The Word for today:
When anyone brings a grain offering as an offering to the LORD, his offering shall be of fine flour. (Leviticus 2:1)
Not physically so much, but in other ways.
When I was a kid, on Thanksgiving it was my job to sift the flour that my Mom would use to thicken the gravy. I would sift it and sift it (even though, straight out of the bag, it looked sifted enough already.) Then my Dad would come by, look it over, and tell me to sift it some more.
The flour had to be at the super-fine stage or it would produce lumps in the gravy. But if it were sifted enough, you couldn’t even tell there was any thickener in the gravy at all.
My personality is lumpy. It’s not smooth and balanced and even. I am very committed about some things. But about other things, that should concern me just as much, I can be very noncommittal.
The transitions in my demeanor, when shifting out of anguish (let’s say) and into anger (let’s say) are very abrupt. I am incapable of balancing what the Bible calls grace and truth (1). There’s a big lump of unsifted flour on the truth side and the grace side is running a little thin.
And I am not alone. Sin has made all of the human race lumpy, one-sided, abnormal. One part of our personalities has overdeveloped at the expense of the other parts.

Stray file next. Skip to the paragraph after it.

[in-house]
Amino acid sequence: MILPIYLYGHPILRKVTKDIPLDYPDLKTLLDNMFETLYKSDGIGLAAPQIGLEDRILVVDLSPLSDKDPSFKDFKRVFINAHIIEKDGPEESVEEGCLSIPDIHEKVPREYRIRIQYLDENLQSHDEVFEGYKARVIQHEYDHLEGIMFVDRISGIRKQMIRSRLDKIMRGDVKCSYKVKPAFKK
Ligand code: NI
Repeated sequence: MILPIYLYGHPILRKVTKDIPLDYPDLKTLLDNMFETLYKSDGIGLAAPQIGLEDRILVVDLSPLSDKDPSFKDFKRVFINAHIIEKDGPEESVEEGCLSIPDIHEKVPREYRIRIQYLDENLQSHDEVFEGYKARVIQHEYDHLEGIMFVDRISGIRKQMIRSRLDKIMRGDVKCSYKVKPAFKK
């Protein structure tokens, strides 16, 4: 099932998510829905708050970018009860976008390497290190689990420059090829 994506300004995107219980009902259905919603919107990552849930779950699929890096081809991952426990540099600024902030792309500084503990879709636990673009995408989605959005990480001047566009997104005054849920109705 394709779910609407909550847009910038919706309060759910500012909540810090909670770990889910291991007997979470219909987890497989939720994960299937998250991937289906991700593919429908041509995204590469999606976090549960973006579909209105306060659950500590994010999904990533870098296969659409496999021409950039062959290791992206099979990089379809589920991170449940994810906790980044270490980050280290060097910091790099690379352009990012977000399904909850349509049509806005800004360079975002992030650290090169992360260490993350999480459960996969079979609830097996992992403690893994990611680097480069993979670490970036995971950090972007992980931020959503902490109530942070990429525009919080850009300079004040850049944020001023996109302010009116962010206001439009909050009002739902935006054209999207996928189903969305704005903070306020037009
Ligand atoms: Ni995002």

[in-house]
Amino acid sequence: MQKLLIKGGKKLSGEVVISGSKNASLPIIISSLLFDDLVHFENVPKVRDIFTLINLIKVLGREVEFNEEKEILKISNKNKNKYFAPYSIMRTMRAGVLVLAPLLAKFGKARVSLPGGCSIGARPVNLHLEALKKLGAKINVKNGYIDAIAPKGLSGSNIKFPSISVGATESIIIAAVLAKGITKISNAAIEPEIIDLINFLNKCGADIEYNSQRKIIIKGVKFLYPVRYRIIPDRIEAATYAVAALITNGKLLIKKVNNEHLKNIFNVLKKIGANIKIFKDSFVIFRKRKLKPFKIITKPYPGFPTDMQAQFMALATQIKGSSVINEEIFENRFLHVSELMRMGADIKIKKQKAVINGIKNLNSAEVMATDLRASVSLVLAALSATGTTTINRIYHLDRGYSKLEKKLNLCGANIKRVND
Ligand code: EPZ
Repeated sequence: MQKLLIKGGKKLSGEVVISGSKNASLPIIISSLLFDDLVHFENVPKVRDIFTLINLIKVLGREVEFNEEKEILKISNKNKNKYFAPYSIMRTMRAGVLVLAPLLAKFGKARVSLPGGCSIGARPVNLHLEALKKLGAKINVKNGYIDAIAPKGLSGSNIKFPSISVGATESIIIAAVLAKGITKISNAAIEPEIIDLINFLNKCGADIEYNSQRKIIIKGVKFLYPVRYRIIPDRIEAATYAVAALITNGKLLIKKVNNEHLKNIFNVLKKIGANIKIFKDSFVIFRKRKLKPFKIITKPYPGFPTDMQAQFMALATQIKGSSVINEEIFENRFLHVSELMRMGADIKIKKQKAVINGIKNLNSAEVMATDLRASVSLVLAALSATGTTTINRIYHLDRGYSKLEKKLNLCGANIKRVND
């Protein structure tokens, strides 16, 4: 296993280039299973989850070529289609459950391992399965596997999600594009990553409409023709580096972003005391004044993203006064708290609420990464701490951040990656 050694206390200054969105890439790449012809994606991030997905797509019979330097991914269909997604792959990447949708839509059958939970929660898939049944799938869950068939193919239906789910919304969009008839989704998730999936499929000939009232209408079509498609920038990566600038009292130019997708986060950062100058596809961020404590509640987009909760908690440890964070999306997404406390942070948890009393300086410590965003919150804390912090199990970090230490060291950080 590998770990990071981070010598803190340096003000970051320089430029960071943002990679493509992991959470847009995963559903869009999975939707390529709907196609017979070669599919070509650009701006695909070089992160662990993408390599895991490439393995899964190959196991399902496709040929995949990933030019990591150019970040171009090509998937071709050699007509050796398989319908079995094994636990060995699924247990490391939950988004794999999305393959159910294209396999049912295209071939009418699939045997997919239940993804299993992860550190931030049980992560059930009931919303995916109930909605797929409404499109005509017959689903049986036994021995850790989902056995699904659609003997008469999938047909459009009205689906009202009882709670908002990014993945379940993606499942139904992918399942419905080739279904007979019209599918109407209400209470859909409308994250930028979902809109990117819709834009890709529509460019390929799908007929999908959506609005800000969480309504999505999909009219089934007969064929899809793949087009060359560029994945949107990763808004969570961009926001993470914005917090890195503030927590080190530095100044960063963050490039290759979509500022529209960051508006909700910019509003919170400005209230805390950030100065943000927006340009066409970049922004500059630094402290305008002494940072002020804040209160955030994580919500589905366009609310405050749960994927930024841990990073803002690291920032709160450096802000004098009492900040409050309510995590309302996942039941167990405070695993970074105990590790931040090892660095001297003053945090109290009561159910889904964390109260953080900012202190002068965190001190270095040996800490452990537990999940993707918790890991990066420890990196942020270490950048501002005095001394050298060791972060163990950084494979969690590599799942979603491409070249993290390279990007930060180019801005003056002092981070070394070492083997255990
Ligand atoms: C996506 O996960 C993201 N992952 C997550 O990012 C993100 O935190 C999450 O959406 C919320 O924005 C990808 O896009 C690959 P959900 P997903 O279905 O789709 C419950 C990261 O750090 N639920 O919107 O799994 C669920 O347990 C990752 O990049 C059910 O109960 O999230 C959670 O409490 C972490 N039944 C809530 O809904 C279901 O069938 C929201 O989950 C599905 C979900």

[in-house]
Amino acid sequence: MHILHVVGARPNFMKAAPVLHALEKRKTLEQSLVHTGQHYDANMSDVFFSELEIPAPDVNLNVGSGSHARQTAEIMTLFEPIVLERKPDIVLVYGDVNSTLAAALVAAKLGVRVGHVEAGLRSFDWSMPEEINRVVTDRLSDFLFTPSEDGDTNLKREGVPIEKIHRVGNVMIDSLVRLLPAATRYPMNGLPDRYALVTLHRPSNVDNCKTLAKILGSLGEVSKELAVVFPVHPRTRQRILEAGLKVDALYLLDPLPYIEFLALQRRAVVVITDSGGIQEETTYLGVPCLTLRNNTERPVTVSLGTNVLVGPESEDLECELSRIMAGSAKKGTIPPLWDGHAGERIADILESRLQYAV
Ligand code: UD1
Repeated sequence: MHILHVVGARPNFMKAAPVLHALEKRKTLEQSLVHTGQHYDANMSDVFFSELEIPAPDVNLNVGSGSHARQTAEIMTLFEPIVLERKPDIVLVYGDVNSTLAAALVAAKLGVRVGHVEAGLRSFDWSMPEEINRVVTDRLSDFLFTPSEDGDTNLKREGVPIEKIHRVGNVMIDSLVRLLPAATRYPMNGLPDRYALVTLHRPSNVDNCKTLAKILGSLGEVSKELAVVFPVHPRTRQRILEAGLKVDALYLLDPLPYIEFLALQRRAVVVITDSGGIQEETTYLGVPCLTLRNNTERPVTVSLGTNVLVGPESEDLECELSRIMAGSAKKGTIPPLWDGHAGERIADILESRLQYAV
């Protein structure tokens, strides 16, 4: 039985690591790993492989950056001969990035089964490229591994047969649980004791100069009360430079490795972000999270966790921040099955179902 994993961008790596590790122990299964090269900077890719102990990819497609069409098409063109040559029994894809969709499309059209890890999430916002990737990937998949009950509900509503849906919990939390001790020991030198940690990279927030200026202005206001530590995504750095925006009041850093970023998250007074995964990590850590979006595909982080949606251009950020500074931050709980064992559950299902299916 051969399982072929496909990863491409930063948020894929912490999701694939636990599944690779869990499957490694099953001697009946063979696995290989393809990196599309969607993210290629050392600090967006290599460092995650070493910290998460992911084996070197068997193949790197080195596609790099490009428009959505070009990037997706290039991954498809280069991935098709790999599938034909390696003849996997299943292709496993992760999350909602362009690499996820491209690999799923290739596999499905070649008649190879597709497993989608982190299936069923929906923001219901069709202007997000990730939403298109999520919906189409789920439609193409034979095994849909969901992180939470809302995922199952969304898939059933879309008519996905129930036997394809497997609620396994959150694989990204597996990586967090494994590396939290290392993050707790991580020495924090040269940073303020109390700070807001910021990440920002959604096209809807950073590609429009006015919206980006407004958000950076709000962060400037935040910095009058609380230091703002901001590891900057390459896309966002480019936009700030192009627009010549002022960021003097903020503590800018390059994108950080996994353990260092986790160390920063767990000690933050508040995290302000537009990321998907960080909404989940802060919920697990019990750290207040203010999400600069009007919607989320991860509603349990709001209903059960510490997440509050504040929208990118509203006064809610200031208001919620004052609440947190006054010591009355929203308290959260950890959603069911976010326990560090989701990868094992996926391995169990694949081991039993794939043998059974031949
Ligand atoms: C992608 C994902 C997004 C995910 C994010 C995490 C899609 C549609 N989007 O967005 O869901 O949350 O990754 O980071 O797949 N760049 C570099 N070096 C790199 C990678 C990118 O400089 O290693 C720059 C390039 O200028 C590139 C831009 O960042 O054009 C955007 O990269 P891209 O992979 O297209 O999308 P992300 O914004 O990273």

Jesus was without these lumps. He didn’t overstress mercy and forget all about God’s indignation over sin. He could drive the money changers from the temple, then take the little children into his arms.
He didn’t rail against the Pharisees just because he could. He denounced them in order to sift their souls. And it worked, because amongst them were a dignified gentleman named Nicodemus and a fire-breathing younger man named Saul of Tarsus. Their theology, which stressed the “letter” over the spirit of the law, was out of whack. So Jesus sifted their spiritual pride.
Simon Peter also needed sifting. Frightfully, the job was left to Satan:
Simon, Simon, behold, Satan has demanded permission to sift you like wheat.
Jesus assured him that when the process was complete, he would be able to help many others:
But I have prayed for you, that your faith may not fail; and you, when once you have turned again, strengthen your brothers. (Luke 22:31-32)
In the days when Leviticus was written, they didn’t have the mills we have. The grain had to be ground by hand with a pestle in a rock bowl. So fine flour was very rare and highly prized, which makes the grain offering a true picture of the Bread of Life (2).
He would be broken for us, but he would need no sifting.
(1) John 1:14, 17; (2) John 6:35, 48